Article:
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Boeing resumes 787 Dreamliner deliveries after more than four months

written by Hannah Dowling | March 29, 2021

Front exterior shot of a United Airlines 787 Dreamliner

Boeing has officially resumed deliveries on its 787 Dreamliner widebodies following a slew of quality control inspections, making it the first time Boeing has completed a 787 delivery since October.

After more than four months of halted deliveries, the planemaker officially delivered one Dreamliner to US airline United Airlines on Friday.

A Boeing spokesperson later confirmed that the company had “resumed 787 deliveries following several months of engineering analysis and inspection works”.

It comes following an earlier decision by the US Federal Aviation Administration to independently handle final pre-delivery checks on four 787 jets, a task that it would normally delegate to authorised inspectors within Boeing.

The decision signals the FAA’s increased scrutiny in light of the 737 MAX fiasco that unleashed criticism of the government body’s oversight.

“The FAA is taking a number of corrective actions to address Boeing 787 production issues,” the agency said in a statement.

“One of the actions is retaining the authority to issue airworthiness certificates for four 787 aircraft. The FAA can retain the authority to issue airworthiness certificates for additional 787 aircraft if we see the need.”


In the last 12 months, Boeing has seen a growing list of manufacturing defects found in its 787 Dreamliners that have forced the planemaker to undergo extensive quality control inspections, at a cost of hundreds of millions of dollars.

Sources recently came out to say that while mechanics and engineers at Boeing are working around the clock, inspections and repairs are taking up to one month per plane, depending on the defects found, which is driving up costs and painfully slowing deliveries.

Most recently, Boeing reported a manufacturing flaw in the cockpit windows of a certain batch of 787s, after it was made aware that a supplier had altered its internal production process.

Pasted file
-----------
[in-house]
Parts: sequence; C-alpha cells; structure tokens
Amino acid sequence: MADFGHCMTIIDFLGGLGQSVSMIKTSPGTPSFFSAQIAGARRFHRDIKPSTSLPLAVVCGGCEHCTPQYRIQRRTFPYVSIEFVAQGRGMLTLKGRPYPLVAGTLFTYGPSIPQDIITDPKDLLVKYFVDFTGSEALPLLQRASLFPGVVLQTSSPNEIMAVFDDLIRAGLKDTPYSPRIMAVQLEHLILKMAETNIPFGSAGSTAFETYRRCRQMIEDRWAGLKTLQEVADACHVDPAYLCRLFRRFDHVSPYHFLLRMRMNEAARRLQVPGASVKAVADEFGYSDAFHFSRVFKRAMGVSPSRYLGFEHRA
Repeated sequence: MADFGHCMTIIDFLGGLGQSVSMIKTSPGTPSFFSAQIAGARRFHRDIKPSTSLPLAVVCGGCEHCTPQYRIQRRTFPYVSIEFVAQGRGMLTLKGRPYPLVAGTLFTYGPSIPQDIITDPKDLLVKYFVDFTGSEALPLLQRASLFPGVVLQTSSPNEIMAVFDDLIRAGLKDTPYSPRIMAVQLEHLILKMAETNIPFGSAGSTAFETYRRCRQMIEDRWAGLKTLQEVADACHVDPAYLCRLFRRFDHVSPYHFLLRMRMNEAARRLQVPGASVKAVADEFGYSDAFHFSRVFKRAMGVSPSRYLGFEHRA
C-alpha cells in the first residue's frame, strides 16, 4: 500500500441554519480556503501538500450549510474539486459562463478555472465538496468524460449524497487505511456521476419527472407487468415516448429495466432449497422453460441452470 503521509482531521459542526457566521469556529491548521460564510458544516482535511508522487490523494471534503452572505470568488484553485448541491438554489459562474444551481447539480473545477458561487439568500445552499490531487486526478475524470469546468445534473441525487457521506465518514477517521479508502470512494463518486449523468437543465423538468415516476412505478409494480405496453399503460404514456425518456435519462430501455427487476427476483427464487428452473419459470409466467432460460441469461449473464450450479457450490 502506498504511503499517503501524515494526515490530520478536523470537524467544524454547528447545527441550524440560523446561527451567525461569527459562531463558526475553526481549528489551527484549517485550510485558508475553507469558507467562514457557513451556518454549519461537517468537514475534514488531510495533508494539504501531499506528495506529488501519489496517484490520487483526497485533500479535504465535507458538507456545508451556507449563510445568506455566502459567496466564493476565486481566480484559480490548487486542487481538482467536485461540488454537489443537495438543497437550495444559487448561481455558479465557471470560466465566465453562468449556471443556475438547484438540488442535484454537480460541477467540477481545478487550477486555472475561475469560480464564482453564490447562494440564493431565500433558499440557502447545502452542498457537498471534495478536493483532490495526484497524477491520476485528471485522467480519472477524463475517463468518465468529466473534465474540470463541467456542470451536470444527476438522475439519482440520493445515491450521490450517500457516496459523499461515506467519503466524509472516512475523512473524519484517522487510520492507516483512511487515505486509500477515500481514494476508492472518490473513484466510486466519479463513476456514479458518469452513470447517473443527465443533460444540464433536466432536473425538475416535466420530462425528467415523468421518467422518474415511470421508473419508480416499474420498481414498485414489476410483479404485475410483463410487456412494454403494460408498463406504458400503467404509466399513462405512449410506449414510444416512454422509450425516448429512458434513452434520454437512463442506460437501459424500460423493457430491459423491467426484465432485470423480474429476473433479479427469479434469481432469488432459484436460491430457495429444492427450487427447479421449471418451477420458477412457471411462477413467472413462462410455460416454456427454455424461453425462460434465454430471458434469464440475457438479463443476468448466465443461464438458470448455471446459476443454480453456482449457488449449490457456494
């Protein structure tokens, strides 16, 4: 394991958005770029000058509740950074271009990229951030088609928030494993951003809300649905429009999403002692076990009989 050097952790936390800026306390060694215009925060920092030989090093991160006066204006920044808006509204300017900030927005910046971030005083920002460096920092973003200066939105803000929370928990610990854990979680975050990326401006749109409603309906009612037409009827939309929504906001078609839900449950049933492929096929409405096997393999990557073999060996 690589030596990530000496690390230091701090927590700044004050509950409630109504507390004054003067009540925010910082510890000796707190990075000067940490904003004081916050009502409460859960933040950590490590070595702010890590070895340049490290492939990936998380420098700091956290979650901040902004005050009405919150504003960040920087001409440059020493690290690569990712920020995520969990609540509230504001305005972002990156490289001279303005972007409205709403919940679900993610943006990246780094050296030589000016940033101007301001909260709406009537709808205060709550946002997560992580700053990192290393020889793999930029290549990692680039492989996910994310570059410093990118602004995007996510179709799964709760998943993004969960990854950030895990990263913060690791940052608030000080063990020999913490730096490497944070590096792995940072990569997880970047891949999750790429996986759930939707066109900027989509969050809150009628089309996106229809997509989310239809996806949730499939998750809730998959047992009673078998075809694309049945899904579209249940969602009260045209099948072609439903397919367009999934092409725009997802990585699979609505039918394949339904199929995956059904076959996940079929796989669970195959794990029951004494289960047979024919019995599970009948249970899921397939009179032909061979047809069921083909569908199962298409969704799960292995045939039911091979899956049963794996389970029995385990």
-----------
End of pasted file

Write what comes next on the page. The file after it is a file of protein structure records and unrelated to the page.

Testing on the relevant windows had already begun to ensure that the windows still meet all its requirements despite the change.

The last time Boeing delivered a 787 to a customer was in October last year, before it began to find flaws in the aircraft’s fuselage, including minor dimples at the joinery.

Boeing currently has a backlog of around 80 Dreamliners that have been built and are currently stored at its factories as inspections continue.

The news comes one month after the US Federal Aviation Administration issued an airworthiness directive demanding inspection of over 200 787 Dreamliners, after new defects were located.

The directive was issued following reports of torn decompression panels in the bilge area, according to the regulator.

The issue essentially pertains to the panels that separate the bottom of the passenger cabin from the cargo hold underneath.

The FAA estimated the directive will affect 222 Dreamliner aircraft in the US.

In December, Boeing announced it had found another flaw in the fuselage of its undelivered 787 Dreamliner jets.

The US planemaker said the same flaw reported in the jet’s fuselage in August 2020 had now been found in other areas of the aircraft.

Boeing has said the defect was found in some areas where fuselage segments were joined, with these joins potentially not being as smooth as required.

The engineering specifications at issue are roughly equivalent to the width of a human hair, the company noted.

Boeing also said the problem does not pose an imminent safety hazard.

Other faults found in the months since August 2020 pertained to the plane’s horizontal stabiliser, and its tail fin.


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